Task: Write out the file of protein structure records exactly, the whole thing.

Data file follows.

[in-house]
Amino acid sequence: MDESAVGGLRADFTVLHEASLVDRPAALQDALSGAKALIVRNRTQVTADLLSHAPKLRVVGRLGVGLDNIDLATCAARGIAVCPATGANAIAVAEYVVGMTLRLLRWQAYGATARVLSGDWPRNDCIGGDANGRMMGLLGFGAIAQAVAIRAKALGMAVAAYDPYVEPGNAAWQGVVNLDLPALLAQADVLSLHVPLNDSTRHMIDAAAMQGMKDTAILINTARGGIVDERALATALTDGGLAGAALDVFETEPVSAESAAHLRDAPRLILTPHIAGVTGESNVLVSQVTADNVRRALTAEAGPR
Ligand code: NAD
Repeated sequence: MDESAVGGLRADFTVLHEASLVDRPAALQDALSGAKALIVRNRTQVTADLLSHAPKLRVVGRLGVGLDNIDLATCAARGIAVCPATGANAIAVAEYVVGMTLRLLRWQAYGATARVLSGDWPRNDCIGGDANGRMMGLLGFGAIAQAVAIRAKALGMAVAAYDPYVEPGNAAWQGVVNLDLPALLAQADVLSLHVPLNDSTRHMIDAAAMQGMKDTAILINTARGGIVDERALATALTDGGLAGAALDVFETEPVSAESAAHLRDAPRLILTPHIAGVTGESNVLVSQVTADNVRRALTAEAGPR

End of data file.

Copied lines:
[in-house]
Amino acid sequence: MDESAVGGLRADFTVLHEASLVDRPAALQDALSGAKALIVRNRTQVTADLLSHAPKLRVVGRLGVGLDNIDLATCAARGIAVCPATGANAIAVAEYVVGMTLRLLRWQAYGATARVLSGDWPRNDCIGGDANGRMMGLLGFGAIAQAVAIRAKALGMAVAAYDPYVEPGNAAWQGVVNLDLPALLAQADVLSLHVPLNDSTRHMIDAAAMQGMKDTAILINTARGGIVDERALATALTDGGLAGAALDVFETEPVSAESAAHLRDAPRLILTPHIAGVTGESNVLVSQVTADNVRRALTAEAGPR
Ligand code: NAD
Repeated sequence: MDESAVGGLRADFTVLHEASLVDRPAALQDALSGAKALIVRNRTQVTADLLSHAPKLRVVGRLGVGLDNIDLATCAARGIAVCPATGANAIAVAEYVVGMTLRLLRWQAYGATARVLSGDWPRNDCIGGDANGRMMGLLGFGAIAQAVAIRAKALGMAVAAYDPYVEPGNAAWQGVVNLDLPALLAQADVLSLHVPLNDSTRHMIDAAAMQGMKDTAILINTARGGIVDERALATALTDGGLAGAALDVFETEPVSAESAAHLRDAPRLILTPHIAGVTGESNVLVSQVTADNVRRALTAEAGPR